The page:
Rivera had hinted at the start of spring training that he would retire after this season, and he wasn’t sure what he would do after tearing the anterior cruciate ligament and damaging the meniscus in his right knee while shagging fly balls during batting practice Thursday.
In the visitor’s clubhouse at Kauffman Stadium on Friday, the 42-year-old closer sat on a stool in front of his locker and firmly said that he will not allow his career to end this way.
“I’m coming back. Write it down in big letters. I’m not going out like this,” Rivera said, his almost happy-go-lucky demeanor in stark contrast to the somber mood of the previous night.
“This has me thinking,” Rivera said, “I can’t go down like this.”
Rivera hurt his knee when his foot caught on the turf near the outfield wall before the series opener against Kansas City. An MRI taken during the game revealed the extent of the injury, and Rivera dabbed teams from his eyes when he spoke in the clubhouse Thursday night.
He then went back to his hotel room, reflected on his sterling career and made his decision not to retire. He holds outside hope of returning late this season.
“Miracles happen,” Rivera said with a smile. “I’m a positive man. The only thing is that I feel sorry I let down my teammates. Besides that I’m OK.”
Rivera spoke with New York Mets medical director Dr. David Altchek, who performed surgery on his shoulder following the 2008 season, and was told that he should be ready to work out again in about five months. Rivera hopes that allows him to pitch by the start of spring training.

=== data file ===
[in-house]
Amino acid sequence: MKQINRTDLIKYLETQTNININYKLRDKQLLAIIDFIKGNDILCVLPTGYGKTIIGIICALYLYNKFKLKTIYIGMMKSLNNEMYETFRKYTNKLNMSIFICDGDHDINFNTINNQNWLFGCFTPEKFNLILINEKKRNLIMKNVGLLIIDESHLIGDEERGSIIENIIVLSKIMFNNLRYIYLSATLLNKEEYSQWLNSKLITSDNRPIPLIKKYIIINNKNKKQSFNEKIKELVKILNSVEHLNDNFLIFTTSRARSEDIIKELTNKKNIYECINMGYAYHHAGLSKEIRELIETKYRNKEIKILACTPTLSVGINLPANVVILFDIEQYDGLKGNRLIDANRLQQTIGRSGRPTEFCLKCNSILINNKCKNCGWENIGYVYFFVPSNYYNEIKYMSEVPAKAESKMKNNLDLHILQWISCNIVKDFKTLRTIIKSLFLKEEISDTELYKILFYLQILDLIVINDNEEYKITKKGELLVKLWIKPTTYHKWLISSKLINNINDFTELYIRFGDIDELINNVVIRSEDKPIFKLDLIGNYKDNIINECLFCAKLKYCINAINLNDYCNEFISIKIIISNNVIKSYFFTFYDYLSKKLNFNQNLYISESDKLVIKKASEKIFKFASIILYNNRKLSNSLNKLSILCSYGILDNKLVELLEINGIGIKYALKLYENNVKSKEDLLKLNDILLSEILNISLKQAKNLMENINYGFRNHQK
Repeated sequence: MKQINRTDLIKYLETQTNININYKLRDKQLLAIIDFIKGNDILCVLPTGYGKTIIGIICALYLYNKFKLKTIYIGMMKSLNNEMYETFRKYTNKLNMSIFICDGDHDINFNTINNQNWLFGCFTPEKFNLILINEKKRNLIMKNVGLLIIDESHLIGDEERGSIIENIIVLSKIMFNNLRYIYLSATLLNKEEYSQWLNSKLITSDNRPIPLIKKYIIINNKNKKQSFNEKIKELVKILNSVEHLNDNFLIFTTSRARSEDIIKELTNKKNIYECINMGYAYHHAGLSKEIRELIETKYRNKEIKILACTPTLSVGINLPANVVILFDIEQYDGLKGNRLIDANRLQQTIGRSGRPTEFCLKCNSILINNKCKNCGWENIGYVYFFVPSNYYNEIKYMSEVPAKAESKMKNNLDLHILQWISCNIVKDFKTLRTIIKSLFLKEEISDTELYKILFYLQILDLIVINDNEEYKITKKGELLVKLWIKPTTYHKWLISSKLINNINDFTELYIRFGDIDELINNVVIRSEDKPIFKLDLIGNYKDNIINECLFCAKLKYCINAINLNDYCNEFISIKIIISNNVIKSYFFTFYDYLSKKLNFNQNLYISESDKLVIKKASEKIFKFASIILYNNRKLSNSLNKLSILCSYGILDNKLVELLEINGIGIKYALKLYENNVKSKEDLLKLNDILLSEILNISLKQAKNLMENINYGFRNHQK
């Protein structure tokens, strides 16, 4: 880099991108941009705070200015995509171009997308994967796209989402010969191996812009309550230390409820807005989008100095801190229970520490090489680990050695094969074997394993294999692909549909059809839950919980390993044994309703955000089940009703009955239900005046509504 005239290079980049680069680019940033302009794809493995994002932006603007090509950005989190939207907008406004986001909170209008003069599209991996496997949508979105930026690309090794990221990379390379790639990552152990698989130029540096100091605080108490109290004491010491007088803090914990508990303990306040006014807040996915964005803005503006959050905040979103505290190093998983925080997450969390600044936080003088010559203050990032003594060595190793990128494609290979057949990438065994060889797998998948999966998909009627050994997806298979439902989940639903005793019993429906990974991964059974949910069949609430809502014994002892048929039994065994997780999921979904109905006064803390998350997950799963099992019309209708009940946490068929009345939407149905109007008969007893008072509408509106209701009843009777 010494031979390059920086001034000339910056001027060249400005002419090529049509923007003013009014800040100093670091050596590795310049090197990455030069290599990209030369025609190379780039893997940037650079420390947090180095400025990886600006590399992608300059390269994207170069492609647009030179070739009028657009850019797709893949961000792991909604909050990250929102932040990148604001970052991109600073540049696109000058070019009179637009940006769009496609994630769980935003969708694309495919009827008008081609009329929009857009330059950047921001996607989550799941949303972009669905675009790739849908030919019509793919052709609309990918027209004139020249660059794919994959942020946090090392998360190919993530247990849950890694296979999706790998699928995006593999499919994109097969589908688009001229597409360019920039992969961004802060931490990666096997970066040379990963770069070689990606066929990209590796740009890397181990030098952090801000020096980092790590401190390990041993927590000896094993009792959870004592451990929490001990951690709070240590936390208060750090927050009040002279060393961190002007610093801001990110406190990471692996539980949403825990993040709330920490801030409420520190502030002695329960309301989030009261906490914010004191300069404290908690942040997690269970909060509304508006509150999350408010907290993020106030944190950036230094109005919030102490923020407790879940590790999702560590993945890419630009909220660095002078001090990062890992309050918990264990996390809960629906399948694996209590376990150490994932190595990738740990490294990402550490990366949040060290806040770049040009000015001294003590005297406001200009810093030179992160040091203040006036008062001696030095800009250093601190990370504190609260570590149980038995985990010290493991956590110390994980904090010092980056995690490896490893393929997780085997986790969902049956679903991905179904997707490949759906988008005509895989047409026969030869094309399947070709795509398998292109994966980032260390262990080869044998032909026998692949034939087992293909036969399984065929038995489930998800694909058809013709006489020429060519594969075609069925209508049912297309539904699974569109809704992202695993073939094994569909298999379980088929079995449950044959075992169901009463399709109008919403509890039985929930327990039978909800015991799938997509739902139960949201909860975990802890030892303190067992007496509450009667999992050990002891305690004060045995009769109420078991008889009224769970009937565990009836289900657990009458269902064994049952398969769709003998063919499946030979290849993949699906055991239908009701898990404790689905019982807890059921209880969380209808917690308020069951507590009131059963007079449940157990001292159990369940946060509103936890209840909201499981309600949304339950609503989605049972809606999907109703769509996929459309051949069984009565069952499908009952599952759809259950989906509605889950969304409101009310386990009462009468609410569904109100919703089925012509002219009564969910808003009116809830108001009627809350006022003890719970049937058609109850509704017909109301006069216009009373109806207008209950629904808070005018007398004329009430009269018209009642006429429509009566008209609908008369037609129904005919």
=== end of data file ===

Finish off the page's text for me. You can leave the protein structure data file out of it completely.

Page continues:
“You know, I just kind of had a feeling in talking to him last night that it wasn’t the way he wants to go out,” manager Joe Girardi said. “He still has to get through this rehab and we’ll see where he’s at, but Mo wants to do things on his own terms, and determine when he’s done, and I don’t think he wanted to be done because of an injury.”
The right knee was tightly wrapped and Rivera was walking with crutches. He said there was significant swelling when he took a shower, and that will have to subside before he can undergo surgery. Rivera wasn’t sure when that will happen.
“I love to play the game. To me, I don’t think going out like this is the right way,” Rivera said. “I don’t want to retire because I got hurt in the way that it happened. I don’t think like that. With the strength of the Lord, I just have to continue.”
Rivera said he was touched by the outpouring of support he received after the injury. There was even a bouquet of flowers in the empty locker that adjoined his in the clubhouse.
“He’s special,” Red Sox manager Bobby Valentine said Friday in Boston. “Hopefully he’ll come back, even though he’s with the bad guys.”View Entire Story
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